Presentation: The Permian/Triassic mass extinction was the most severe biota crisis in the Earth’s history, which wiped out around 80% of marine species and completely devastated reef systems. The subsequent Triassic recovery was generally a stepwise, long-term and globally asynchronous process, with different organism groups recovering at different times. Metazoan reefs and corals re-appeared in the geological record only 8 My after the extinction (middle Anisian). Such oldest buildups occur in Upper Silesia of southern Poland. The proposed fieldtrip aims to present these bioherms in terms of their composition, morphology, adjacent facies, platform evolution, and later diagenesis. The bioherms are predominantly formed by siliceous sponges, but some of them contain scleractinian corals which are interpreted as having inhabited a shallow-water mesophotic environment and their platy morphology suggests that at least some first scleractinians had photosymbionts like modern zooxanthellae.

Programme (1 day fieldtrip, September 16th):
Morning – Tarnów Opolski (mound with corals)
Afternoon – Kamień Śląski (spatial distribution of mounds).
Leaders: Michał Matysik, Bogusław Kołodziej, Iga Ryczkowska
(Jagiellonian University, Kraków).

Excursion fee: 75€

Excursion fee includes: guidebook, travel from Kraków to localities in Upper Silesia
and return, lunch, dinner.

N° of participants: min 15/max 40
Contact: michal.matysik@uj.edu.pl


POST-CONFERENCE TRIP: Corals from a lost Štramberk Carbonate Platform, Jurassic/Cretaceous transition, Czech Republic

Presentation: Štramberk is one of the most renowned paleontological sites. Tithonian–lower Berriasian Štramberk Limestone exposed in a huge Kotouč quarry in Štramberk (Carpathians, Czech Republic) occur as olistoliths and large blocks embedded in the Cretaceous flysch. Corals were already described in the 19th century by Marie Ogilvie. Starting in the 1970s they were studied by Helena Eliášová. Approximately 120 species of 50 genera are known from these limestones, which makes it the richest coral assemblage from coral reefs grown around the time of the Jurassic/Cretaceous boundary. In ca. 10 cm-size samples of reef breccia, corals of even 3–5 genera can occur.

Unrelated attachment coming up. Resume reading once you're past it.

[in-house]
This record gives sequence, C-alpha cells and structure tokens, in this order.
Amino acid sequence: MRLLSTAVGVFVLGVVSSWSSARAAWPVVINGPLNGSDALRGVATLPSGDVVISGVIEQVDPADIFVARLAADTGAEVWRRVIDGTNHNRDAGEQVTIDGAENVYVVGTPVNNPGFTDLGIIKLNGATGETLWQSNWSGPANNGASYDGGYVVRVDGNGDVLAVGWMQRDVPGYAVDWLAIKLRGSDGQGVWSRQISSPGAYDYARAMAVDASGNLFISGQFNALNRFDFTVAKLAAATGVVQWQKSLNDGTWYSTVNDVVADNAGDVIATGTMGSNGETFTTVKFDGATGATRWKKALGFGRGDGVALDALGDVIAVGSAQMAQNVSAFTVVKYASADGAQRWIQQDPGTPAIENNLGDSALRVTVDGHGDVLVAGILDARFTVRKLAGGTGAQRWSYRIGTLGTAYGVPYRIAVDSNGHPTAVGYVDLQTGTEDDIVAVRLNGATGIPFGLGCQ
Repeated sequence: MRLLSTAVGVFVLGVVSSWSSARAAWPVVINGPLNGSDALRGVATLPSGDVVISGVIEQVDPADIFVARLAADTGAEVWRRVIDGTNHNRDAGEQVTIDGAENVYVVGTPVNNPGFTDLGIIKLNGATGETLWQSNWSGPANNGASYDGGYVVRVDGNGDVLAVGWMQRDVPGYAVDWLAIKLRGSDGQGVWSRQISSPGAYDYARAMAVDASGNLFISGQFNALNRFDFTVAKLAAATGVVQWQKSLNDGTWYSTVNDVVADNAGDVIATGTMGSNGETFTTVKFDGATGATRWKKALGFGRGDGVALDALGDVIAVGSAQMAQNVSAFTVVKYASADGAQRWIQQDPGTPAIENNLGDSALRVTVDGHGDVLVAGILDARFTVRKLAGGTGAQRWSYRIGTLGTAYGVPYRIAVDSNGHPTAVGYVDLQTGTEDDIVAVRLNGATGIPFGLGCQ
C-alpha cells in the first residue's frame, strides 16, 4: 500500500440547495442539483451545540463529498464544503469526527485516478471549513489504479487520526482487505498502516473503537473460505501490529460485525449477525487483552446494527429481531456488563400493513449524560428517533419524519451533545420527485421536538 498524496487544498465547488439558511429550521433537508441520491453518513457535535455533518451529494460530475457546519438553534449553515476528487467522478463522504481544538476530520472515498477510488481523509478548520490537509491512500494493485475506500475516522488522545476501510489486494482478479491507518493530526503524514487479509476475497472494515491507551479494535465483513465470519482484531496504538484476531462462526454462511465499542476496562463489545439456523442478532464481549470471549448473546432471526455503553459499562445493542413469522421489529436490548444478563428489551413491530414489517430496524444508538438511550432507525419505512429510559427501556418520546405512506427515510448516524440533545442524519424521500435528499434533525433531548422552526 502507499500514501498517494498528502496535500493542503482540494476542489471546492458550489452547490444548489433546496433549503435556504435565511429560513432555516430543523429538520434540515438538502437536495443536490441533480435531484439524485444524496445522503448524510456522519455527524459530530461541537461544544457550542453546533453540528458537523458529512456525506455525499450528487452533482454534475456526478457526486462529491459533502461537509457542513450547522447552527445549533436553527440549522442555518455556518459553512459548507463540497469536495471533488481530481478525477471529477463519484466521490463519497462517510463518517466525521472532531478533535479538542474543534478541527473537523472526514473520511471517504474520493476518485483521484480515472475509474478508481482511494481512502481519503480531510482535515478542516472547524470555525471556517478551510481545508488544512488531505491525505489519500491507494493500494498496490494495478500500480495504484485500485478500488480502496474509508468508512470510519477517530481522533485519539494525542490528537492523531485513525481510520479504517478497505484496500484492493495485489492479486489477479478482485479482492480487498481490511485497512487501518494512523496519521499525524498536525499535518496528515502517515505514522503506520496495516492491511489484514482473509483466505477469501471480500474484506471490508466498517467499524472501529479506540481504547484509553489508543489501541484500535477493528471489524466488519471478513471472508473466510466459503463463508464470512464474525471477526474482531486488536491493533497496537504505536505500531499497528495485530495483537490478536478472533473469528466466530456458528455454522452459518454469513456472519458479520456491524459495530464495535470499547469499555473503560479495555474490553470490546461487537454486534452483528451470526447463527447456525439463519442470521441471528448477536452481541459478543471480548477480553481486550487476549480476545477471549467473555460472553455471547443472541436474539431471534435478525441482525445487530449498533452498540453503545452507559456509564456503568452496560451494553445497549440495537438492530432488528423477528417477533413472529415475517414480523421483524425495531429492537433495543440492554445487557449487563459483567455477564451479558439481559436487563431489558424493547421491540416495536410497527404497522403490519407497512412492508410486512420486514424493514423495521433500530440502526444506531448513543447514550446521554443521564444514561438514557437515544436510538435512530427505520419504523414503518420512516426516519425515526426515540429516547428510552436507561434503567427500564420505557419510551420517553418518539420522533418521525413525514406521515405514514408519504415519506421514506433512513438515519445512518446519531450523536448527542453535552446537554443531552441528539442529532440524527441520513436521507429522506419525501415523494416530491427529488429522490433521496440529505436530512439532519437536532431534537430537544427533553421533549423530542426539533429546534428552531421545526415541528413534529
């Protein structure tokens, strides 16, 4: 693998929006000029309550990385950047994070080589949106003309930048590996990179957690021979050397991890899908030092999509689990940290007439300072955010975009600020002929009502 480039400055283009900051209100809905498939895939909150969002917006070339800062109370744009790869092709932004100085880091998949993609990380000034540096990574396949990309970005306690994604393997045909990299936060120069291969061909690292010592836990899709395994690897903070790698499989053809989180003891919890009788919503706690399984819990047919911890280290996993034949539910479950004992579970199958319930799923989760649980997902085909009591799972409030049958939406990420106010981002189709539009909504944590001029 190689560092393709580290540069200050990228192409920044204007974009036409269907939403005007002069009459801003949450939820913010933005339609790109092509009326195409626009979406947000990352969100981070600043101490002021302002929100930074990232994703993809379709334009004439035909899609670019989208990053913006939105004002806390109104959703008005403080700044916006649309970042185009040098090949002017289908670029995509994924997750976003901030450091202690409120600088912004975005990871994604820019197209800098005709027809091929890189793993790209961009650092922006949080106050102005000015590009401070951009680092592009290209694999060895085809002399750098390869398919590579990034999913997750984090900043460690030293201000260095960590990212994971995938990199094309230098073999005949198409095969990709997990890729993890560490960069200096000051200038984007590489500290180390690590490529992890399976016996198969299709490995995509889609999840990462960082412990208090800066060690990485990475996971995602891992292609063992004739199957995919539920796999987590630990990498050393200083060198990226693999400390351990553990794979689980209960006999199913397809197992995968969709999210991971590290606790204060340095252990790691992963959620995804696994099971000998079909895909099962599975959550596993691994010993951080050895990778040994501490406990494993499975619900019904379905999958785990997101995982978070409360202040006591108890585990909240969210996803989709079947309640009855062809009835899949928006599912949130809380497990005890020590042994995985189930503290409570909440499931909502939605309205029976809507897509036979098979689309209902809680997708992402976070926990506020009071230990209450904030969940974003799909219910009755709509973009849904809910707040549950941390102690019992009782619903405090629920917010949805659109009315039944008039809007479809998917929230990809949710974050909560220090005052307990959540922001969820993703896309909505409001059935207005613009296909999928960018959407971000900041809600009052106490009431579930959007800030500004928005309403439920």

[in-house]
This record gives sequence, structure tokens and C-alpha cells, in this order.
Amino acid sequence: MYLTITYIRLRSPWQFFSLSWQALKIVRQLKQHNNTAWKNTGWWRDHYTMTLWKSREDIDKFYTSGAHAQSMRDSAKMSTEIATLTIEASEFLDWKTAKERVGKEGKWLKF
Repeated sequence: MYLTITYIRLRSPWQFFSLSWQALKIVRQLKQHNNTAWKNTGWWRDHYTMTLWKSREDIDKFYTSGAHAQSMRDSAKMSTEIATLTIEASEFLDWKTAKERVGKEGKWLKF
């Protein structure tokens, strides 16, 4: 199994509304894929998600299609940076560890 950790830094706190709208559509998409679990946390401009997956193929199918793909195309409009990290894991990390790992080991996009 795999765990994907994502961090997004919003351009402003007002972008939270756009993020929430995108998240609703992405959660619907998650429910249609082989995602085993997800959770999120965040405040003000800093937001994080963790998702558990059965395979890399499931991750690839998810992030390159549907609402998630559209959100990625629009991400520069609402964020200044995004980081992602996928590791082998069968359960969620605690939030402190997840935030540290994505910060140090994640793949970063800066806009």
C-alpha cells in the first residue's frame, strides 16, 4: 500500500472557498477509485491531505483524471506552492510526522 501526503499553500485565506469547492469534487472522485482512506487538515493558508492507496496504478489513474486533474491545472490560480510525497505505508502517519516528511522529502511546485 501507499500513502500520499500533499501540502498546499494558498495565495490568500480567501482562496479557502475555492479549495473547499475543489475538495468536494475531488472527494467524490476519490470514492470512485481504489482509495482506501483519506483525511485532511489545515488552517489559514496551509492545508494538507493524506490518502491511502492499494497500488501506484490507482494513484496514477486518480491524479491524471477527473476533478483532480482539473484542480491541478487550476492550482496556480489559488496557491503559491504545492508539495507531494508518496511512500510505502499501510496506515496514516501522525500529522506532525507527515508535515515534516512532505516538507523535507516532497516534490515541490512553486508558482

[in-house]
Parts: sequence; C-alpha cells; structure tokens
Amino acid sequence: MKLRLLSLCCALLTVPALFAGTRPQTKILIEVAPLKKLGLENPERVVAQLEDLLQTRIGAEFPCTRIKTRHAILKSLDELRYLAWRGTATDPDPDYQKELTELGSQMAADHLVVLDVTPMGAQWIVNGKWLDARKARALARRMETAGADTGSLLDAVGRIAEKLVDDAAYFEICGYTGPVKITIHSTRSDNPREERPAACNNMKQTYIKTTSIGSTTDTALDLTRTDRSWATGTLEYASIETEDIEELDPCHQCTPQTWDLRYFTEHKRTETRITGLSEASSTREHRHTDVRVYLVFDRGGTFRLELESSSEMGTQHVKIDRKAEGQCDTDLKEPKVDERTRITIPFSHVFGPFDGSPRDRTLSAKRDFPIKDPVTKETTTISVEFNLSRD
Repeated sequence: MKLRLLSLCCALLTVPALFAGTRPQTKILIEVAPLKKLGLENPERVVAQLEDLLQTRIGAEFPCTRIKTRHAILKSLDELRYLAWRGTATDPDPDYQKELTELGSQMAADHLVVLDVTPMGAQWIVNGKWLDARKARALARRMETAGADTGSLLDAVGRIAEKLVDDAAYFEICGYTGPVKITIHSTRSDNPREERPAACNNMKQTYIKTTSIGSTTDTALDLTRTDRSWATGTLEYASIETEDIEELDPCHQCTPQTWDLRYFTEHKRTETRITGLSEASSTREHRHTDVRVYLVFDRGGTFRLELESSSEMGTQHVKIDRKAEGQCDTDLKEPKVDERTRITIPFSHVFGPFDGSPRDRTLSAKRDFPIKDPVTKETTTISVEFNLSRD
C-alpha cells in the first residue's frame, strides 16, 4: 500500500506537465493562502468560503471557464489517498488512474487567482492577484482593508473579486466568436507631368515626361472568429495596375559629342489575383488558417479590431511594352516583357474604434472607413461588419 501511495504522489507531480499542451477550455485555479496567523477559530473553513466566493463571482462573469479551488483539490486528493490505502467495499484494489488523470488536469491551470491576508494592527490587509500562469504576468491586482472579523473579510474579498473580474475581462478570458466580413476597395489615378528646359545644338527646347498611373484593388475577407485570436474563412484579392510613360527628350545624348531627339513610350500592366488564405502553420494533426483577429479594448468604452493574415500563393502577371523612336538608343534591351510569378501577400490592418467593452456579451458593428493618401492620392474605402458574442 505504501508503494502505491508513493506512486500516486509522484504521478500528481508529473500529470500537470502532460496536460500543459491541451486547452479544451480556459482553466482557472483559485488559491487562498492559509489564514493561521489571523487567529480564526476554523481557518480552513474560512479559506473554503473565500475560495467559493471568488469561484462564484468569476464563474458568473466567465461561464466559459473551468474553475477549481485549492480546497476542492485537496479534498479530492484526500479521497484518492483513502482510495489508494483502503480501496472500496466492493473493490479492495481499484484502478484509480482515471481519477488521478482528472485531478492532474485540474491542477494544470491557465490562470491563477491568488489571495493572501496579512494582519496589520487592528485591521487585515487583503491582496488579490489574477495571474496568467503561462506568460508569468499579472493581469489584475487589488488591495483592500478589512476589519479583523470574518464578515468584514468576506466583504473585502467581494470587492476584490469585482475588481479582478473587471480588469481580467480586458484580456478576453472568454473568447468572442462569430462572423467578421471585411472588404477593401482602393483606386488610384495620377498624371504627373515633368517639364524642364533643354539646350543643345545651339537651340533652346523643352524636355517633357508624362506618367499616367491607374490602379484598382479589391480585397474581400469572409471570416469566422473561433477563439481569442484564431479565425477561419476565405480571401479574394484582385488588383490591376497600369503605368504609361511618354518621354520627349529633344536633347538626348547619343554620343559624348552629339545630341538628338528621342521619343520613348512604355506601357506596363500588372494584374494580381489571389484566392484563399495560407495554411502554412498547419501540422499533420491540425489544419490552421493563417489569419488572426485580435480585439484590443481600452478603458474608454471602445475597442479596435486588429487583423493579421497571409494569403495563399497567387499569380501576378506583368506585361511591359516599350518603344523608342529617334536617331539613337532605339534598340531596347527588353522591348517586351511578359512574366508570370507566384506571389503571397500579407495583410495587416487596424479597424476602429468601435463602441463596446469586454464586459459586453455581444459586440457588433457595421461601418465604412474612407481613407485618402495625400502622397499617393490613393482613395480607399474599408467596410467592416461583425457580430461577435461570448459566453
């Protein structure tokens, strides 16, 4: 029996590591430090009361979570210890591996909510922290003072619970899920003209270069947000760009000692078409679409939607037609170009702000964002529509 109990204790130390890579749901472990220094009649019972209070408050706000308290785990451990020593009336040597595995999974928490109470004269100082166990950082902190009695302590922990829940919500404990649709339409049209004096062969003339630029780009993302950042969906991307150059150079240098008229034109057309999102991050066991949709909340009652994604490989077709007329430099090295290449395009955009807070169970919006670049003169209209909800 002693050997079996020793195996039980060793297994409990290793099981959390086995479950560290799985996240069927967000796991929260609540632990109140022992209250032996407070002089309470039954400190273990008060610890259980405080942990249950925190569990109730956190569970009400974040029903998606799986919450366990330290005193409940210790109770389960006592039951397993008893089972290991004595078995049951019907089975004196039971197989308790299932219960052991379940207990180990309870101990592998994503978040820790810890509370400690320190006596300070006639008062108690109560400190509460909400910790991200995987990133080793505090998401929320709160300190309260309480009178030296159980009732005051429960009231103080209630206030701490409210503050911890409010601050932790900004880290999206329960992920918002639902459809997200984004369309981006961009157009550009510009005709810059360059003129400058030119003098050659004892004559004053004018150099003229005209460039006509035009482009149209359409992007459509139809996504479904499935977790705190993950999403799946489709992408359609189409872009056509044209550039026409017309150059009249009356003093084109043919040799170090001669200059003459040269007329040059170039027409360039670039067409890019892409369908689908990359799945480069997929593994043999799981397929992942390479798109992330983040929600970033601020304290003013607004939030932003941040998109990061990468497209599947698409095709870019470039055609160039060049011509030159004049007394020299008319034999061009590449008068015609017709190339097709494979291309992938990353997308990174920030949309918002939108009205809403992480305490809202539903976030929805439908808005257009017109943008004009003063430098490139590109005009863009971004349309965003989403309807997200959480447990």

Particularly rich at this locality are corals of the suborder Pachythecaliina (=Amphiastreina) whose higher taxonomic position is one of the most debated among the the post-Paleozoic corals. Similar coral assemblages occur in the Štramberk-type limestones as pebbles-blocks (exotics) in flysch deposits of the Polish Carpathians. Coral-microbial patch-reefs were formed mostly in an inner carbonate platform. The Štramberk Limestone also contains boundstones with the microencruster-microbial-cement framework with rare corals. This type of reef was developed only on the slopes of intra-Tethyan carbonate platforms.

Leaders: Bogusław Kołodziej (Jagiellonian Univ., Kraków), Zuzana Geistová (Charles Univ., Prague), Justyna Kowal-Kasprzyk (AGH, Kraków), Petr Skupien (Technical Univ., Ostrava )

Programme (2 days fieldtrip):
– September 17th (Sunday): meeting point in Kraków. On the way to Štramberk we will stop in Polish Carpathians to see flysch with pebbles of Štramberk-type limestones and Lower Cretaceous corals.
– September 18th (Monday): Visit in the Kotouč quarry in Štramberk, transfer to Kraków.

Excursion fee: 215 €

Excursion fee includes:
– Transfer to/from Štramberk
– Accommodation in rooms with en suite bathrooms (September 17th/18th)
Take away lunch, dinner (September 17th)
Breakfast, take away lunch and dinner (September 18th)
What is not included:
Insurance. Every participant should have medical insurance valid in Czech Republic.

N° of participants: min 15/max 45
Contact: boguslaw.kolodziej@uj.edu.pl, kowalj@agh.edu.pl